Adm. Jonathan Greenert could see for miles from the bridge of the USS Stenis on a rare clear day as it exited the Strait of Hormuz. And the Navy's top admiral wasn't satisfied with the view.
Shortly after becoming chief of naval operations last September, Greenert decided he needed to get a firsthand view of what Iran was up to in the Persian Gulf. He also wanted to form his own opinion of what kinds of U.S. ships and other hardware might be needed should tensions escalate into conflict.
Greenert decided the U.S. needed more ships designed to locate and destroy enemy mines laid on the sea floor--the Iranian navy has used this tactic in the past. The CNO, working with U.S. Central Command chief Gen. James Mattis, decided to double from four to eight the number of mine-hunting vessels in the region.
All American Navy ships that move through the strait soon will be equipped with special infrared and other sensors intended to help their crews see every Iranian vessel or other platforms that might pose a threat, Greenert told reporters Friday during a breakfast meeting in Washington.
Greenert also has ordered that the destroyers, cruisers, and other vessels that escort U.S. aircraft carriers through the Strait of Hormuz, a key transit point off Iran's southern coast that Tehran has threatened to close, will have Gatling guns mounted on their decks. The Navy is studying whether it makes sense to also mount the guns, which can fire hundreds of rounds in just one minute, on aircraft carrier decks.
That move reflects a long-held worry among Pentagon planners that Iran might use multiple small, fast vessels to attack U.S. warships. Because the Iranian navy cannot match up against the highly advanced U.S. fleet, Pentagon officials believe it would use non-conventional tactics in a conflict.
Naval officials are examining whether it can place short-range missiles on some of its smaller ships, Greenert said.
The waters of the strait are narrower than those of the open seas, and Greenert compared it to fighting in an alley.
"It's like having a high-powered … rifle, but you're in a small area," the CNO said. "Maybe what you need is a sawed-off shotgun."
The idea is to make American warships "more lethal and more effective," Greenert said. Naval officials have asked Congress for permission to shift monies within its budget to pay for some of the necessary ship modification work.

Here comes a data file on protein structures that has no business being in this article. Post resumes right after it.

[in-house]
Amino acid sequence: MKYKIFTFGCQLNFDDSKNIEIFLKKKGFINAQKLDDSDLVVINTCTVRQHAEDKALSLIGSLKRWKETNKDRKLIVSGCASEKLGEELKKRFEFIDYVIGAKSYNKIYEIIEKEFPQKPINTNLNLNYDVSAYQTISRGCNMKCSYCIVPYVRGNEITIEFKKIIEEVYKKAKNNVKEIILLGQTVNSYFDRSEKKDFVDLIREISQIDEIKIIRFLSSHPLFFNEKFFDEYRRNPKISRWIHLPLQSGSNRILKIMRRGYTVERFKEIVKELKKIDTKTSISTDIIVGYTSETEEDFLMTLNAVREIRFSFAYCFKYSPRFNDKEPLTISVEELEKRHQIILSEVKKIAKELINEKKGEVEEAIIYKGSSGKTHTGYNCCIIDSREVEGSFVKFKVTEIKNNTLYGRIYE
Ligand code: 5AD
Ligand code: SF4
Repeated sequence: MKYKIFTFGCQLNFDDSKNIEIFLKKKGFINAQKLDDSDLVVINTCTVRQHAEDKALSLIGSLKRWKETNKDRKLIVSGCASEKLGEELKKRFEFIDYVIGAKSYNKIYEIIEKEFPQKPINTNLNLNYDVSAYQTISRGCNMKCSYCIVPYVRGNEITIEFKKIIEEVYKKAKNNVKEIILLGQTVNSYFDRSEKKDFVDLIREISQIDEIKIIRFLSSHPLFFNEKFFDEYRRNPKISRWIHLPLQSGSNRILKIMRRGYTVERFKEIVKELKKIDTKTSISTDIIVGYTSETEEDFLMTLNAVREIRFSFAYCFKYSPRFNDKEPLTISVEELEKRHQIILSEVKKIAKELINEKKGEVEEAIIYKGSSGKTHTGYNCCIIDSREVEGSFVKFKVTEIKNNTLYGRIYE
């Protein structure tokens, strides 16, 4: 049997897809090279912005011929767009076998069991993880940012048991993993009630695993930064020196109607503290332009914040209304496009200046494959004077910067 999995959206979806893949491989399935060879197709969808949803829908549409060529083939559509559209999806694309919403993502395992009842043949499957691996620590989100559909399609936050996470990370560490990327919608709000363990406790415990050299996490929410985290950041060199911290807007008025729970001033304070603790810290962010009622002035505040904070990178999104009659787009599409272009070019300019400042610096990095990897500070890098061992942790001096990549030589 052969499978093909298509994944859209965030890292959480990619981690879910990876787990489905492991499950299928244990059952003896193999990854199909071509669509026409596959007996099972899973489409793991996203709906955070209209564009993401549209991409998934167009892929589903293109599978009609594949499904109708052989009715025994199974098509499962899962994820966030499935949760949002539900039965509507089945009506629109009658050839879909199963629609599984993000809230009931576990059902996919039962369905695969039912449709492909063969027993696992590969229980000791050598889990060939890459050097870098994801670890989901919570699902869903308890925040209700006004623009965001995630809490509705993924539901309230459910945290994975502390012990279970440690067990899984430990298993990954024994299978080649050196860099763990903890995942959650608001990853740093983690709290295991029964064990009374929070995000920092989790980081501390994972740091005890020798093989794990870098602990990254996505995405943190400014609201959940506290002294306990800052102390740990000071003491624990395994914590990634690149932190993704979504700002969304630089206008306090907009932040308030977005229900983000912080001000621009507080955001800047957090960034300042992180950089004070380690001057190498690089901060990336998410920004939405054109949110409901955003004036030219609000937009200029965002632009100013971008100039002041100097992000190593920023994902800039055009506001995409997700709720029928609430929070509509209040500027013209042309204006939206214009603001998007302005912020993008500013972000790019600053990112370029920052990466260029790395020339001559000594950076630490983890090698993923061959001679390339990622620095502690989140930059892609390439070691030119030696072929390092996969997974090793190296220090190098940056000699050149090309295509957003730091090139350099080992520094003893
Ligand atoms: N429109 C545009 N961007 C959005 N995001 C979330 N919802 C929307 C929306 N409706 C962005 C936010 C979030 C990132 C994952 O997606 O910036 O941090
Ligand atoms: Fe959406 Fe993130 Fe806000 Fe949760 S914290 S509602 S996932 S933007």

"It is clear … the U.S. military, specifically the Navy, is seeking to reduce risk against growing Iranian capabilities, including their large quantity of fast-attack craft and increasing ability to saturate existing U.S. systems," says Mackenzie Eaglen, a former Senate staffer now with the American Enterprise Institute. "The Navy is also working overtime to improve its mine warfare capabilities and readiness levels now. Mine force readiness has slipped dramatically over the past decade."
Still, the Pentagon is trying to avoid a misstep that could lead to a miscalculation, Eaglen says.
"U.S. Central Command leaders are wary of taking any steps that appear provocative or signal even a small U.S. military buildup in the Arabian Gulf," she says. "For example, U.S. training has been reactive and of a defensive nature only in the region of late."
Loren Thompson, a defense analyst at the Lexington Institute, says "the United States is not building up forces in the Persian Gulf." Rather, it is in the midst of a shift from a presence there that was largely land-based in Iraq for nearly a decade to one where its weapons are located on ships and aircraft carriers, Thompson says.
"The kind of weapons the CNO wants to send to the Persian Gulf are not suited to an invasion of Iran, they're mainly for protecting friendly forces and sea lanes," Thompson says. "The Pentagon has no stomach for invading Iran, and doesn't believe such a rash move would be required to meet U.S. security objectives. Its main goal is to block Iranian plans to acquire nuclear weapons, a goal better met with a combination of intelligence and precision munitions."